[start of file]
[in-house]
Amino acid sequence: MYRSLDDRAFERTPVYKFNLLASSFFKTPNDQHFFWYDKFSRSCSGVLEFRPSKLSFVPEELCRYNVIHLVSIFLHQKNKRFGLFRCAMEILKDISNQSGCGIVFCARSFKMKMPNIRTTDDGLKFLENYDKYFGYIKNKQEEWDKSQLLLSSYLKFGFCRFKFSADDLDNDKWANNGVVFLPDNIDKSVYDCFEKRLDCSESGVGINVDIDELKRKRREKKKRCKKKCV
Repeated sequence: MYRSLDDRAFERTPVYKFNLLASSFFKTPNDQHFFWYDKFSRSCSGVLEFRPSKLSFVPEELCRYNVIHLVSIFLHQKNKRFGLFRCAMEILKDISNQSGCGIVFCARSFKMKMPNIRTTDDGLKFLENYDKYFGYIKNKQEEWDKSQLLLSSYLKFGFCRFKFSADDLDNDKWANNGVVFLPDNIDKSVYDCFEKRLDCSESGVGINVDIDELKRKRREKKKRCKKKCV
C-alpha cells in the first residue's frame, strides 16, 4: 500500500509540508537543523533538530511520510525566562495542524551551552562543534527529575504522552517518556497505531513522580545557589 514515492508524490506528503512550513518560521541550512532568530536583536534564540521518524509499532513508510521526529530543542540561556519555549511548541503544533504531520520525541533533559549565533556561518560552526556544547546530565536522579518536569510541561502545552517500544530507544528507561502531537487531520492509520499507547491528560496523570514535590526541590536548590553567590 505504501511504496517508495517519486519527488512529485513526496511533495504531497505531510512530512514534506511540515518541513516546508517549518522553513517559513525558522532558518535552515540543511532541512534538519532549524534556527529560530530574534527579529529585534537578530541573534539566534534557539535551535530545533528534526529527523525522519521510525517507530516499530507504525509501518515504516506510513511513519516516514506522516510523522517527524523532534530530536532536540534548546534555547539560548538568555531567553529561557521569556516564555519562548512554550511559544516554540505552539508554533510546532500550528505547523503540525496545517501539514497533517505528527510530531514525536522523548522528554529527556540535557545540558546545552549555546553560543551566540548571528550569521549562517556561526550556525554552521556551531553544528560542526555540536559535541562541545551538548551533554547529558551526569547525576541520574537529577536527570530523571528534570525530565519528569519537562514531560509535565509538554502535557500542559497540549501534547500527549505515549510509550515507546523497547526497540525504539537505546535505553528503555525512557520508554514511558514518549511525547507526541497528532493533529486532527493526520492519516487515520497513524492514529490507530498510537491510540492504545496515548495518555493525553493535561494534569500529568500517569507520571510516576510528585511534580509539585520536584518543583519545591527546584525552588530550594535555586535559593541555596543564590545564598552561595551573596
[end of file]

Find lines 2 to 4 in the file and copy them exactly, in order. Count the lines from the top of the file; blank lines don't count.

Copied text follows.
Amino acid sequence: MYRSLDDRAFERTPVYKFNLLASSFFKTPNDQHFFWYDKFSRSCSGVLEFRPSKLSFVPEELCRYNVIHLVSIFLHQKNKRFGLFRCAMEILKDISNQSGCGIVFCARSFKMKMPNIRTTDDGLKFLENYDKYFGYIKNKQEEWDKSQLLLSSYLKFGFCRFKFSADDLDNDKWANNGVVFLPDNIDKSVYDCFEKRLDCSESGVGINVDIDELKRKRREKKKRCKKKCV
Repeated sequence: MYRSLDDRAFERTPVYKFNLLASSFFKTPNDQHFFWYDKFSRSCSGVLEFRPSKLSFVPEELCRYNVIHLVSIFLHQKNKRFGLFRCAMEILKDISNQSGCGIVFCARSFKMKMPNIRTTDDGLKFLENYDKYFGYIKNKQEEWDKSQLLLSSYLKFGFCRFKFSADDLDNDKWANNGVVFLPDNIDKSVYDCFEKRLDCSESGVGINVDIDELKRKRREKKKRCKKKCV
C-alpha cells in the first residue's frame, strides 16, 4: 500500500509540508537543523533538530511520510525566562495542524551551552562543534527529575504522552517518556497505531513522580545557589 514515492508524490506528503512550513518560521541550512532568530536583536534564540521518524509499532513508510521526529530543542540561556519555549511548541503544533504531520520525541533533559549565533556561518560552526556544547546530565536522579518536569510541561502545552517500544530507544528507561502531537487531520492509520499507547491528560496523570514535590526541590536548590553567590 505504501511504496517508495517519486519527488512529485513526496511533495504531497505531510512530512514534506511540515518541513516546508517549518522553513517559513525558522532558518535552515540543511532541512534538519532549524534556527529560530530574534527579529529585534537578530541573534539566534534557539535551535530545533528534526529527523525522519521510525517507530516499530507504525509501518515504516506510513511513519516516514506522516510523522517527524523532534530530536532536540534548546534555547539560548538568555531567553529561557521569556516564555519562548512554550511559544516554540505552539508554533510546532500550528505547523503540525496545517501539514497533517505528527510530531514525536522523548522528554529527556540535557545540558546545552549555546553560543551566540548571528550569521549562517556561526550556525554552521556551531553544528560542526555540536559535541562541545551538548551533554547529558551526569547525576541520574537529577536527570530523571528534570525530565519528569519537562514531560509535565509538554502535557500542559497540549501534547500527549505515549510509550515507546523497547526497540525504539537505546535505553528503555525512557520508554514511558514518549511525547507526541497528532493533529486532527493526520492519516487515520497513524492514529490507530498510537491510540492504545496515548495518555493525553493535561494534569500529568500517569507520571510516576510528585511534580509539585520536584518543583519545591527546584525552588530550594535555586535559593541555596543564590545564598552561595551573596